Did you know that less than half of all Americans have a will or have made estate plans? We all know that our time will come at some point, but we still put off what we know is important. Our heirs, family, and friends will be better off with us having created a plan once we are no longer around.
I imagine comprehensive succession planning occurs less frequently than estate planning. This HBR article shares that business succession planning is relatively rare. However, we understand that all employees will move on from the organization at some point in the future. We need to recognize that as our organization evolve, our staffing needs change. Organizations can ensure smooth transitions, development of employees, and better hiring decisions when succession planning effectively occurs. We often avoid succession discussions or do not have time for succession planning, but our organizations could benefit from these conversations and planning.
We need to think about short- and long-term succession planning:
Short-term succession planning: This type of planning helps organizations in situations when an executive or key employee leaves suddenly or is unable to work for a period of time. Here are some ways organizations can be ready for the short term:
- Identify essential job functions that need to be covered immediately and develop a backup plan for these functions.
- Update all job descriptions at least annually and list key tasks that occur throughout the year. More detail will help during successions.
- Document key contacts and work processes in a way that can be understood by others. Review these processes with management.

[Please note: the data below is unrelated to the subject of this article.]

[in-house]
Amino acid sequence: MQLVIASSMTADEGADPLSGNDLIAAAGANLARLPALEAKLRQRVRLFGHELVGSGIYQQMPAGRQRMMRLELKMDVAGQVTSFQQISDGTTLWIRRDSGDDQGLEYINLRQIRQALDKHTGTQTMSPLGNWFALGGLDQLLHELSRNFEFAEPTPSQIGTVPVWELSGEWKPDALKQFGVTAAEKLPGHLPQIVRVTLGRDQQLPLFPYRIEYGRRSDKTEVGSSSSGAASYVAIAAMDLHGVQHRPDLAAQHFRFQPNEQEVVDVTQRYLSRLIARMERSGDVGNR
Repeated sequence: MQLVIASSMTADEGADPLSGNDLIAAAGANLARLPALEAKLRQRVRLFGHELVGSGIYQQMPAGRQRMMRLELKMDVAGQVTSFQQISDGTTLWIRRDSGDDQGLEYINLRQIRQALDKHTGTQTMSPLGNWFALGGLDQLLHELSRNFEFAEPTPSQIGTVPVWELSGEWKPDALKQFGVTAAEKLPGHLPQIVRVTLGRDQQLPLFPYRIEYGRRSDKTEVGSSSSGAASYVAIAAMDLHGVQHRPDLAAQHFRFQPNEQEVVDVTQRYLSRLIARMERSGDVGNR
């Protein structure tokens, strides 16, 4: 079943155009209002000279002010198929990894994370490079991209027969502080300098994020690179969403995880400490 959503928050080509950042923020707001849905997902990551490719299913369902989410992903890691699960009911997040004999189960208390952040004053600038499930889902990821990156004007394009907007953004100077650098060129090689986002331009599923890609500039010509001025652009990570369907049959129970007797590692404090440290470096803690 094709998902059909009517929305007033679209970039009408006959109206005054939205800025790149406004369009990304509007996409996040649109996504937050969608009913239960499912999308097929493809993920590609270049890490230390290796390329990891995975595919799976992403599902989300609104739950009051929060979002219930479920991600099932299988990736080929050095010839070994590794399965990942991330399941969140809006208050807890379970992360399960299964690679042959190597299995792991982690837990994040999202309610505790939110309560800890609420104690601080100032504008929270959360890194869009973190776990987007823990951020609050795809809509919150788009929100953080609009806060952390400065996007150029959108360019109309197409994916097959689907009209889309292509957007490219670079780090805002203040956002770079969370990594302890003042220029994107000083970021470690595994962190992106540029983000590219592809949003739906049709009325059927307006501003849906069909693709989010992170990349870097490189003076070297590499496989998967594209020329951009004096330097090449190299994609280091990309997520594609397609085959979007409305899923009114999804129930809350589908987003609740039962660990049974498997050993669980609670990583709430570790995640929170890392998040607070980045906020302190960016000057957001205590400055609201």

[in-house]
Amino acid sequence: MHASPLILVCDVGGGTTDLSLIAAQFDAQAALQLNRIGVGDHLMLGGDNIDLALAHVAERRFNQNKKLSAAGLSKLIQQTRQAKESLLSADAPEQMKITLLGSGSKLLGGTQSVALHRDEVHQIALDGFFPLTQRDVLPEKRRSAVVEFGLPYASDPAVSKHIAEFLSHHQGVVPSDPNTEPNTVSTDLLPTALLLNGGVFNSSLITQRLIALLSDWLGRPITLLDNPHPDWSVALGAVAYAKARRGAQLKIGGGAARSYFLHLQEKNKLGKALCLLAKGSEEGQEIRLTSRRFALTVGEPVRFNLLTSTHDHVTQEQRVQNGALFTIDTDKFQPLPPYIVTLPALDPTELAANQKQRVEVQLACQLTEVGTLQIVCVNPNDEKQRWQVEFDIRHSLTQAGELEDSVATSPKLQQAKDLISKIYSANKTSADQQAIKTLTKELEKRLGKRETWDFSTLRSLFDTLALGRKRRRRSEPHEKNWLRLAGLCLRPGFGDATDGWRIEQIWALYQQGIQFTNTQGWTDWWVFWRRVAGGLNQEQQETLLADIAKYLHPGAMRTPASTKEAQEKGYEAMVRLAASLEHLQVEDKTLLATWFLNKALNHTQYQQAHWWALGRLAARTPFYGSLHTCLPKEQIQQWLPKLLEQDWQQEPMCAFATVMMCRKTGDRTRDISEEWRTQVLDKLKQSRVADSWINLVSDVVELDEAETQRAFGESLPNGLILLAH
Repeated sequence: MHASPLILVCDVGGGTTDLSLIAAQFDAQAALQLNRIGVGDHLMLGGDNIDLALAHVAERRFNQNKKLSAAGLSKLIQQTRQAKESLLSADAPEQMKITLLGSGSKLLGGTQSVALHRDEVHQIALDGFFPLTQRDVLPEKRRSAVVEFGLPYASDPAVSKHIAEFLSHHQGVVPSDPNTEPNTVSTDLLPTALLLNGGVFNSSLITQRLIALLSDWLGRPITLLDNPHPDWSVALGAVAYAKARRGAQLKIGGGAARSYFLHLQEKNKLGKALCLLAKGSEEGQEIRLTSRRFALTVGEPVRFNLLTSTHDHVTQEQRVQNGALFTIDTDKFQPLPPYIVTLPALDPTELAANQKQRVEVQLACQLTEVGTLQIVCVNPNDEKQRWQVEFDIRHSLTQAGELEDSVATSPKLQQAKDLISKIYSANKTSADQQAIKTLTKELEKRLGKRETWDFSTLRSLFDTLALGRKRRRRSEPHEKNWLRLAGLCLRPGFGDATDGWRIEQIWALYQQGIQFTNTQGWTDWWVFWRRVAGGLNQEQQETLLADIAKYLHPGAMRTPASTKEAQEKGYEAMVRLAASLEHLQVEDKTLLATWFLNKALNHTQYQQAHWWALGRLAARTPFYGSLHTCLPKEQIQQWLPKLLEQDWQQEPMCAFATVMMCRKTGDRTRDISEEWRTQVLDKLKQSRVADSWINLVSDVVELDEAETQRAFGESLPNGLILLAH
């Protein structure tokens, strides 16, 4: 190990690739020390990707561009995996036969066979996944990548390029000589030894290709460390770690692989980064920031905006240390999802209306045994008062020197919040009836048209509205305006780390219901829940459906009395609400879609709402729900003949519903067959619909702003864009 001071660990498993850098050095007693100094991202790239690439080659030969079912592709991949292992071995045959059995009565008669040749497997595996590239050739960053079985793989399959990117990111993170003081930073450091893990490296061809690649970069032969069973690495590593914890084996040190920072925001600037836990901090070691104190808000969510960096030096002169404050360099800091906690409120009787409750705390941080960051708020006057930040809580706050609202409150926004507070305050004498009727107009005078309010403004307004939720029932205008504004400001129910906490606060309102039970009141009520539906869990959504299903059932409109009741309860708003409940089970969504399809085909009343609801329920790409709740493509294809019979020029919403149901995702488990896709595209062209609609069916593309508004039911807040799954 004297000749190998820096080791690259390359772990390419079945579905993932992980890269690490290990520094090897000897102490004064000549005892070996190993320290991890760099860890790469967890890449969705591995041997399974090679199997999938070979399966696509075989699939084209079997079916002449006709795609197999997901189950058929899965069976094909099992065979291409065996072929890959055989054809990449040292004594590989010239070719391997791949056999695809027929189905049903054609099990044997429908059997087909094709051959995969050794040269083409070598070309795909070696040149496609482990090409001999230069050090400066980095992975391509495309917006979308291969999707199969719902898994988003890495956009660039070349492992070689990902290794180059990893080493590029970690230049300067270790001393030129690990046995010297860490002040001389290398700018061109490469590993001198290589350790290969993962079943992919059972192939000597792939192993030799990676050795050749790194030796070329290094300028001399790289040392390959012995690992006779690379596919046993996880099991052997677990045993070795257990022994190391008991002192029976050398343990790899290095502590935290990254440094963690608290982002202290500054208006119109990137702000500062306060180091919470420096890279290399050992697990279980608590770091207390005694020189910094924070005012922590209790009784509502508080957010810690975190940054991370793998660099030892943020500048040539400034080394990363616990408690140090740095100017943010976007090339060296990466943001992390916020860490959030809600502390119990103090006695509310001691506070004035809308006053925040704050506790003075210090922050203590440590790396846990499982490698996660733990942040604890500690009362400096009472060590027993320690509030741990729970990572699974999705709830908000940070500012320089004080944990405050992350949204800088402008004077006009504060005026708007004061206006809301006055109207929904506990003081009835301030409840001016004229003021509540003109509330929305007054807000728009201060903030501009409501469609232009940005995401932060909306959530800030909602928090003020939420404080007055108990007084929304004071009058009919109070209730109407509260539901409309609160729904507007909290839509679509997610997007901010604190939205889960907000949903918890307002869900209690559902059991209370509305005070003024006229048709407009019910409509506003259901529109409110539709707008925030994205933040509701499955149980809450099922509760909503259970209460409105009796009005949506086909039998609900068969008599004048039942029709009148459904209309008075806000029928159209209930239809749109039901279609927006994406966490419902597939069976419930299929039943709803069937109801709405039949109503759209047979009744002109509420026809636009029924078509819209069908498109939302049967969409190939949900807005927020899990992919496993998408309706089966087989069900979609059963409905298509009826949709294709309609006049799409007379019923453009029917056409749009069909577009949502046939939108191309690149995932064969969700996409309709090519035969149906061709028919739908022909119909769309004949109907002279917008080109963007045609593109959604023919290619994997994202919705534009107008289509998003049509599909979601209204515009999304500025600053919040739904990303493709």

- Develop a system to collect and organize logins and passwords for various functions.
- Discuss how short-term succession will be communicated to employees, boards, and customers.
Long-term succession planning: This type of planning helps organizations ensure long term success. Here are some ways organizations can be ready for the long term:
- Develop a long term or ideal organizational structure or chart. Future job descriptions are also helpful. This information should inform future hires and how current employees are developed.
- Create an employee development program that will prepare current employees for future roles in the organization.
- Hire new employees with thoughts about their potential for immediate and future leadership roles.
- Discuss with employees their career aspirations at least annually. Ask employees how the company can help their development. Leaders can encourage employees to consider pursuing new roles that meet their skill sets.
- Identify areas of need within the organization and determine if the right person just needs some additional training or education.
We work with organizations on leadership development and find that many organizations and employees fail to have succession discussions or conduct succession planning. We can help you facilitate discussions and develop plans for employee development and succession. This planning will help your organization in the short and long term.
There are other conversations that may need to take place based on the type of organization. For example, family businesses may need to have discussions among family members about who will take over key roles in the business. There also might be discussions about buying and selling the business. Due to the sensitive nature of these topics among family, it can be especially helpful for family businesses to bring in an outside resource to facilitate these discussions.
Comprehensive succession planning takes years to accomplish. This article is not meant to be an exhaustive guide for succession, but we hope it gives you some things to think about and discuss. If you other items to consider for succession planning, we would like to hear from you.
Help your organization enhance leadership and succession planning efforts.
T.A. Dickel Group, LLC is located in Evansville, Indiana, and we focus on enhancing organizational leadership, creativity, and strategy in the surrounding region.
Dr. Tad Dickel is a leadership, creativity, and strategy consultant who works with businesses, nonprofits, colleges, schools, and churches. He received a Certificate in Family Business Advising from the Family Firm Institute, Certificate in Foundations of Design Thinking from IDEO U, and holds a Ph.D. in educational leadership.